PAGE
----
Richard S. Irwin, MD; J. Mark Madison, MD
This review provides a perspective on how research on the management of cough has evolved, looks at key methodologic lessons that have been learned from this research and how they may relate to the management of other symptoms, identifies important methodologic challenges that remain to be solved, and lists important questions that still need to be answered. Three important methodologic lessons have been learned. First, cough must be evaluated systematically and according to a neuroanatomic framework. Second, the response to specific therapy must be noted to determine the cause or causes of cough and to characterize the strengths and limitations of diagnostic testing. Third, multiple conditions can simultaneously cause cough. Among the three methodologic challenges that still need to be solved are 1) definitively determining the diagnostic accuracy and reliability of 24-hour esophageal pH monitoring and how best to interpret pH test results, 2) definitively determining the role of nonacid reflux in cough due to gastroesophageal reflux disease, and 3) developing reliable and reproducible subjective and objective methods with which to assess the efficacy of cough therapy. Numerous important clinical questions are still unanswered: What role do empirical therapeutic trials play in diagnosing the cause of chronic cough? What is the most cost-effective approach to the diagnosis and treatment of chronic cough: empirical therapeutic trials or laboratory testing–directed therapeutic trials? How often is environmental air pollution, unrelated to allergies or smoking, responsible for chronic cough?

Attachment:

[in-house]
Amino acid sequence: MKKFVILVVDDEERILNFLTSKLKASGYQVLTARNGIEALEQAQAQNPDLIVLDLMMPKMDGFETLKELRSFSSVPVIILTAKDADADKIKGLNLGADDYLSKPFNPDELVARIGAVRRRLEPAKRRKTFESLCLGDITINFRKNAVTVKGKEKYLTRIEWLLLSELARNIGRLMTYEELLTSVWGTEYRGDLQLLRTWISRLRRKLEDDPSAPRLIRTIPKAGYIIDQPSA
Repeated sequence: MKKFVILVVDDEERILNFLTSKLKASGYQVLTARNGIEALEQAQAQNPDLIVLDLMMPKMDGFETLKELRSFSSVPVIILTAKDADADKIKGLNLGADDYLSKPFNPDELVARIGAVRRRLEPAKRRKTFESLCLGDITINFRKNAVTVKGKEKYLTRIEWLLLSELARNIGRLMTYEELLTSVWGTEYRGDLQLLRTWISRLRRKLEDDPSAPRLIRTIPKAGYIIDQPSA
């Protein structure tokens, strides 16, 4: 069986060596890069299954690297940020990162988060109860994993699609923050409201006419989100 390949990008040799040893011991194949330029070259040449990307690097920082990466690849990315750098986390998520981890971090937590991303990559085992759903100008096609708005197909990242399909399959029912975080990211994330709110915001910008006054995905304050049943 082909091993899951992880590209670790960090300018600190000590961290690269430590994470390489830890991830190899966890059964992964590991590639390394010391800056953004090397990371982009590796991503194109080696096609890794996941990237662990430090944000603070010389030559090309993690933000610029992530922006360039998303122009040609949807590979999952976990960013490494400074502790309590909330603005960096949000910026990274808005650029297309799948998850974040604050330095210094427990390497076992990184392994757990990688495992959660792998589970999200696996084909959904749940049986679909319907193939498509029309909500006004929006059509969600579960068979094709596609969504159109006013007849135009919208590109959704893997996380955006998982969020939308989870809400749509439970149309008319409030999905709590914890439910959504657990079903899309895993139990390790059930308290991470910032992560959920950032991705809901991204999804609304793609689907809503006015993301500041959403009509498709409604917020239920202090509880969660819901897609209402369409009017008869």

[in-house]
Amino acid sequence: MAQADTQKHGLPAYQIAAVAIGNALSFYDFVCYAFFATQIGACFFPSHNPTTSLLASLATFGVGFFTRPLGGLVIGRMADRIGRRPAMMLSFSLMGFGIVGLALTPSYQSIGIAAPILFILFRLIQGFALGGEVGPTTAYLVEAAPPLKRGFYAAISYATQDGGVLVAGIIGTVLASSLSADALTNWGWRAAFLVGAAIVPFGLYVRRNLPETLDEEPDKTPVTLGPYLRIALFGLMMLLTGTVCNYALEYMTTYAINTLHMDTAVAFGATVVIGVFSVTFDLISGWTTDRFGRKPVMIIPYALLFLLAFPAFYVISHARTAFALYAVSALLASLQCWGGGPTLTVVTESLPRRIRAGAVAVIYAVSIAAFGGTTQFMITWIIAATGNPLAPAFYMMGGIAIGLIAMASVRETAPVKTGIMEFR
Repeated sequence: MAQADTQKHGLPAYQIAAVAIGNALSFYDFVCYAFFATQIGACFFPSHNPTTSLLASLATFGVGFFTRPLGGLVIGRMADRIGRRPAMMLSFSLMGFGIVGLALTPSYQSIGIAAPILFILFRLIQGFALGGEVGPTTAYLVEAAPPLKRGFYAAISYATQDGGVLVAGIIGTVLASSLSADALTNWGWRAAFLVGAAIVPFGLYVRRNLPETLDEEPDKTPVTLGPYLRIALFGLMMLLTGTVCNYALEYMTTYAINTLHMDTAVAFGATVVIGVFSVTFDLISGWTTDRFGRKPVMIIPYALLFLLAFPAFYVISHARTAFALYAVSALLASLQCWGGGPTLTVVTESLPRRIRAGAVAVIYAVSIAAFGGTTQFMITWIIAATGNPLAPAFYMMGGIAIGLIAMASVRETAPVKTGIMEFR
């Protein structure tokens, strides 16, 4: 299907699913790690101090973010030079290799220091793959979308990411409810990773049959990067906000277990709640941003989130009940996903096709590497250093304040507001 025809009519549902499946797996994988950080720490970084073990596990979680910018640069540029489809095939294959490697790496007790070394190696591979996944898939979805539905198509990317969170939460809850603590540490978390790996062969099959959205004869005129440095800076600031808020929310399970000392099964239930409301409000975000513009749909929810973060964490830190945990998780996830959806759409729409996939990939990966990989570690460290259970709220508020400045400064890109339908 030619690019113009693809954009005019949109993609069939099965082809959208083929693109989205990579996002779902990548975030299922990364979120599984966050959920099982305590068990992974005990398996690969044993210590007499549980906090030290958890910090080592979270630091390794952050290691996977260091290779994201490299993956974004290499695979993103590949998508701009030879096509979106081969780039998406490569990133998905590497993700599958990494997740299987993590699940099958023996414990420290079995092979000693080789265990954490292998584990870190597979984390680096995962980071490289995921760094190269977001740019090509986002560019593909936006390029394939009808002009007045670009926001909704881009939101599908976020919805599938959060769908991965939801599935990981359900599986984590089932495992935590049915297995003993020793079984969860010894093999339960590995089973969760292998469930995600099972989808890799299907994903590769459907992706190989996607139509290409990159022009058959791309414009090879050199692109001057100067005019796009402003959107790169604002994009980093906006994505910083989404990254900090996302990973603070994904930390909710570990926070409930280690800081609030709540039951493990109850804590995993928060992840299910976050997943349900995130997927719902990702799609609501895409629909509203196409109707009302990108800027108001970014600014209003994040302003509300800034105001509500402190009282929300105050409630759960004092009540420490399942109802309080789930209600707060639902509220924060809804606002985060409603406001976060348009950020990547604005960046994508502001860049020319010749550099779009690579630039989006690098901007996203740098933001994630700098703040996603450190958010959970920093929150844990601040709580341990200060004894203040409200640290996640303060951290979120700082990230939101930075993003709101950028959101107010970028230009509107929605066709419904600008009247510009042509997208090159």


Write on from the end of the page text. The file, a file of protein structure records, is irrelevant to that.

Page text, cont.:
Irwin RS, Madison JM. Symptom Research on Chronic Cough: A Historical Perspective. Ann Intern Med. 2001;134:809–814. doi: 10.7326/0003-4819-134-9_Part_2-200105011-00003
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Published: Ann Intern Med. 2001;134(9_Part_2):809-814.
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Print ISSN: 0003-4819 | Online ISSN: 1539-3704
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